Marketers Are Coming Back to NASCAR?

Sponsorship funding is more important to motorsports than to any other sport. The business relationship built between the race teams and marketing partners is vital. But most importantly, what the marketer wants is consumers and when the health of the economy is as poor as it has been been during the Great Recession, the sport suffers. But there may be a change in the wind.

It can be argued that the recession is still alive and well – when you delve into the real facts of the economy here in the United States, much of what is needed to revive the countries viability is nowhere in sight. However, the ingenuity of businesses in this nation is quite amazing and it may be paying off … at least for the motorsports world. Making the dollar work more for everyone is paramount.

Fans of motorsports are quite a bit more loyal than for any other sport so the feasibility for businesses to market to potential customers is quite good (source – There have been some recent business deals between teams and corporations that may be good news for the industry.


As I mentioned a week or so ago (see related articles), Penske Racing received an extension of the Miller sponsorship on the #2 Dodge driven by Brad Keselowski. Another team that received extensions for all their cars is Joe Gibbs Racing with primary partners FedEx, Home Depot and M&M’s. Yes, M&M’s who didn’t want Kyle Busch driving the car at the end of last season after all the turmoil Kyle created. I’m sure Kyle will be on a short leash.

NASCAR themselves has a contract extension from their title sponsor Sprint to put a boost in their sails. That may or may not have been the result of NASCAR announcing that there had been an increase in television ratings for 2011.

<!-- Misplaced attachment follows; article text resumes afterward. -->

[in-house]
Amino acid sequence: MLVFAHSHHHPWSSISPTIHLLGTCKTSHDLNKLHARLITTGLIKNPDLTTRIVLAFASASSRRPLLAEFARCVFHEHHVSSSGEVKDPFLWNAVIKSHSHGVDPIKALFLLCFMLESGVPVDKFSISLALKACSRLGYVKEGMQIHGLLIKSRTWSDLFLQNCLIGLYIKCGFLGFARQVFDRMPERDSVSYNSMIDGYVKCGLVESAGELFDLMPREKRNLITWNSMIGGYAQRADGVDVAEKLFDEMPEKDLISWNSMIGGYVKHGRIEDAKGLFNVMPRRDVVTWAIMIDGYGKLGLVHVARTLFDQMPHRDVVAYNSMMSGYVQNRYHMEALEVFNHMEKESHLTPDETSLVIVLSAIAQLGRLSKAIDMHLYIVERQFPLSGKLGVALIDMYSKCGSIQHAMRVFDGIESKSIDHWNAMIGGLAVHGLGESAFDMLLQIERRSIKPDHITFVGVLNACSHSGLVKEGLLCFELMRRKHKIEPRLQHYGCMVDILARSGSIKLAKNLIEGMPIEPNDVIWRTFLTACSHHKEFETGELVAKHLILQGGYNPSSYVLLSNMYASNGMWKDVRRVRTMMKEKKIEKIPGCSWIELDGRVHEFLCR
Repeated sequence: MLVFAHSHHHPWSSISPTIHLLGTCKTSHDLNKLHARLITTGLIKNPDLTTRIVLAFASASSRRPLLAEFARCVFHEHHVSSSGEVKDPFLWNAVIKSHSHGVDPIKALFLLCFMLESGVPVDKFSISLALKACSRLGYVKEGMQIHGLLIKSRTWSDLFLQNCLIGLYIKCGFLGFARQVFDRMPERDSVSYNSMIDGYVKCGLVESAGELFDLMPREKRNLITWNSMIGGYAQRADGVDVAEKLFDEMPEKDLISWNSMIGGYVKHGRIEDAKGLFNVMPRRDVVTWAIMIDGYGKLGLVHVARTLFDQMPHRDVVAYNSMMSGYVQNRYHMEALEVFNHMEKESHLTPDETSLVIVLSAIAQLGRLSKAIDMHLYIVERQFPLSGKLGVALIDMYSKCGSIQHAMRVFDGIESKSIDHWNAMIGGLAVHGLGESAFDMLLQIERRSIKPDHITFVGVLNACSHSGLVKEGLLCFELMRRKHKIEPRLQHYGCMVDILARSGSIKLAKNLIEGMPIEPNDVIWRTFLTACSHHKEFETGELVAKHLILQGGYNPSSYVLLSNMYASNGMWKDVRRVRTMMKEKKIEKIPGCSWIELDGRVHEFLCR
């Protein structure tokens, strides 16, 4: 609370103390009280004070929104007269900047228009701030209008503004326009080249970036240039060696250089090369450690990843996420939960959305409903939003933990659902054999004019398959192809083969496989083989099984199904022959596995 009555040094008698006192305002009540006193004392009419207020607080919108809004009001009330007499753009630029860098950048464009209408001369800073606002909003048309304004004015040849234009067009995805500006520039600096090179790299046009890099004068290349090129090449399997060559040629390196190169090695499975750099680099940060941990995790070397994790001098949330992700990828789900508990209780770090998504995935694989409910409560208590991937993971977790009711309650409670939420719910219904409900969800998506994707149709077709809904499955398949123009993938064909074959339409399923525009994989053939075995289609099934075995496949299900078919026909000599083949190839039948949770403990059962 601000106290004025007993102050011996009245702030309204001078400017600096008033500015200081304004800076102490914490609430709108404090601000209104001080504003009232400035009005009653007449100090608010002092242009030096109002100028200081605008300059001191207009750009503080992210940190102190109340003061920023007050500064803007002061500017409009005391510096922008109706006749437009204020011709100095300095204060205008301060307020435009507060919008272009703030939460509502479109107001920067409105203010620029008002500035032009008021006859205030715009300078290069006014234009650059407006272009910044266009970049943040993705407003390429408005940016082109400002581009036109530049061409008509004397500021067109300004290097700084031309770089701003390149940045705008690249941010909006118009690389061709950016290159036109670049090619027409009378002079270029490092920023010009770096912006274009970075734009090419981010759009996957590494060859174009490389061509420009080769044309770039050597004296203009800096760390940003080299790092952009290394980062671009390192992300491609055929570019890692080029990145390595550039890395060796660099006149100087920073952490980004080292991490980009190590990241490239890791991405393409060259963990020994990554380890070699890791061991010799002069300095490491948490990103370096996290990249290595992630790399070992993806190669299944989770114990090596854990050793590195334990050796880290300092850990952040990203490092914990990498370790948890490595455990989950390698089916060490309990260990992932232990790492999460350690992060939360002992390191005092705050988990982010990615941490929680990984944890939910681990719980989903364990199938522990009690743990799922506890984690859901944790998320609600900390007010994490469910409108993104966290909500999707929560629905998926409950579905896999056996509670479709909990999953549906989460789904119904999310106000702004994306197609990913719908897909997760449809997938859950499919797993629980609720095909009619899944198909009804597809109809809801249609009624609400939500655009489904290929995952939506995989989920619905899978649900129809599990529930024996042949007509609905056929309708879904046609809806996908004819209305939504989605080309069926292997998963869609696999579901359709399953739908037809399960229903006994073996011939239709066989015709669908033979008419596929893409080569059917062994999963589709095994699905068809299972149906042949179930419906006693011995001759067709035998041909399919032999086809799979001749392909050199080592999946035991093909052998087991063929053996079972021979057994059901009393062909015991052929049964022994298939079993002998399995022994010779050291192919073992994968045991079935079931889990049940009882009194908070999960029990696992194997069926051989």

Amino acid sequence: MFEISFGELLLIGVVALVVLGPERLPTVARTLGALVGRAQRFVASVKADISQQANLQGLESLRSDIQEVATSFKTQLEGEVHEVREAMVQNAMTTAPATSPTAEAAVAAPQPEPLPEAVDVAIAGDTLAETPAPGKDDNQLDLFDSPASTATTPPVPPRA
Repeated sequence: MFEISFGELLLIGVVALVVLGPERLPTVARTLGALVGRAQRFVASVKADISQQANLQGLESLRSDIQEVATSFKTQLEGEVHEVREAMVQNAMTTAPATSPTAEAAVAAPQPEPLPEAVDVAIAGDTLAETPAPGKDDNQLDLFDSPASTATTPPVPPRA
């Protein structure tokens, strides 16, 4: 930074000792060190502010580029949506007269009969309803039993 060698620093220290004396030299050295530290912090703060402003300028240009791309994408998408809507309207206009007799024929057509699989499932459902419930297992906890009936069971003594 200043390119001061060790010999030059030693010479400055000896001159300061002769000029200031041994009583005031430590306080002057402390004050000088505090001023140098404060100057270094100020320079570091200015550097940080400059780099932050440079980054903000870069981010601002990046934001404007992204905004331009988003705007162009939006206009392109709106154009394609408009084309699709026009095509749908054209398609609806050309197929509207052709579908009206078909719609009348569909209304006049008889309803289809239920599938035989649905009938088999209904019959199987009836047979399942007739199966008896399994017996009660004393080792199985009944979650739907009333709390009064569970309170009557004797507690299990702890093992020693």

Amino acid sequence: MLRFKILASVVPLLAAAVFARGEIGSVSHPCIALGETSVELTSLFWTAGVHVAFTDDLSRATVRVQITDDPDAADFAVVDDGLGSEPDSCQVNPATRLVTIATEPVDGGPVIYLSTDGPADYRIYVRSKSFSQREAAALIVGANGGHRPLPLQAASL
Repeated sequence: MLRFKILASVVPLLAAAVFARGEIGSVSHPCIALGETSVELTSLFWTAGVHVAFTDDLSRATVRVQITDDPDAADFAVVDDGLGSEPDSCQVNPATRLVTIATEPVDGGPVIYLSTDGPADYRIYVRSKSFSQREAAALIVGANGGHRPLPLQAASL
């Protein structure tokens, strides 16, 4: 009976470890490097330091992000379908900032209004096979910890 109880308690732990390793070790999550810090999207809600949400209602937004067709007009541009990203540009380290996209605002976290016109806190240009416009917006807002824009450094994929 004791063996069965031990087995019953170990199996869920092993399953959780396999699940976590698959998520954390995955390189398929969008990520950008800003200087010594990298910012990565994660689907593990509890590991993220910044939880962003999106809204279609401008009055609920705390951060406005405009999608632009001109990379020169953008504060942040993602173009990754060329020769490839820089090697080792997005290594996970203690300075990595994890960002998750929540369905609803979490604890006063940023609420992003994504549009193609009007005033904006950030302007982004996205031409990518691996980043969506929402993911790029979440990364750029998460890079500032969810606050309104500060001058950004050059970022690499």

It’s been said that GoDaddy has very big dollars attached to Danica Patrick’s program. So no, the rumor of GoDaddy pulling their sponsorships when they were bought by private equity firms last year was erroneous.

Remember GoDaddy didn’t move their sponsorship when Patrick left IndyCar (see related articles). I might add that IndyCar has also shown to be adding more teams and sponsors, so the industry as a whole may finally be earning and getting their due … perceptions be damned.

More for less

More teams are being funded by more sponsors but with less regularity, meaning the paint shop and sticker machines are working overtime to keep pace with the different marketing partners from race-to-race. Richard Childress said recently that he will have over three dozen sponsors on his three cars (source – CNBC). Non-endemic (non-automotive related) businesses are more the norm than ever before such as last year’s newest additions suggest: AARP Foundation, Freescale Semiconductor and Quicken Loans.

What may be happening is that race teams have finally come to an understanding of what building a true marketing partnership means. You take $25 million from a sponsor, build a new building, buy a jet and enjoy life … uh, no. That money has to work for the marketer, plain and simple. The gravy train is done and gone. Stretching dollars is what makes business last in these recessional days.

So too have both the marketers and the race teams learn that business-to-business dealings using the motorsports platform for a variety of programs, may be just as important as the obvious visual advertising. A new dawn in motorsports marketing may be here.

Of course the value and cost of running a NASCAR Sprint Cup team has dropped due in part to the recession. And making investment dollars stretch is key now. But surely the new interest in NASCAR by sponsors is a glimpse into what the new values are and what they bring to brands. This is certainly good marketing news in what otherwise is still a tough economy.

Sources – NASCAR, Yahoo! Sports, Penske Racing

Related articles:

Deal Deposits Danica into Daytona 500

MillerCoors to Continue Sponsorship with Penske and NASCAR

Danica Patrick Says No to Indy 500

Surprise!? James Hinchcliffe Gets GoDaddy Ride at Andretti

Daryle has been involved in motorsports most of his life and has three decades of experience inside racemarketing, plus blogged about every type of racing for several years.

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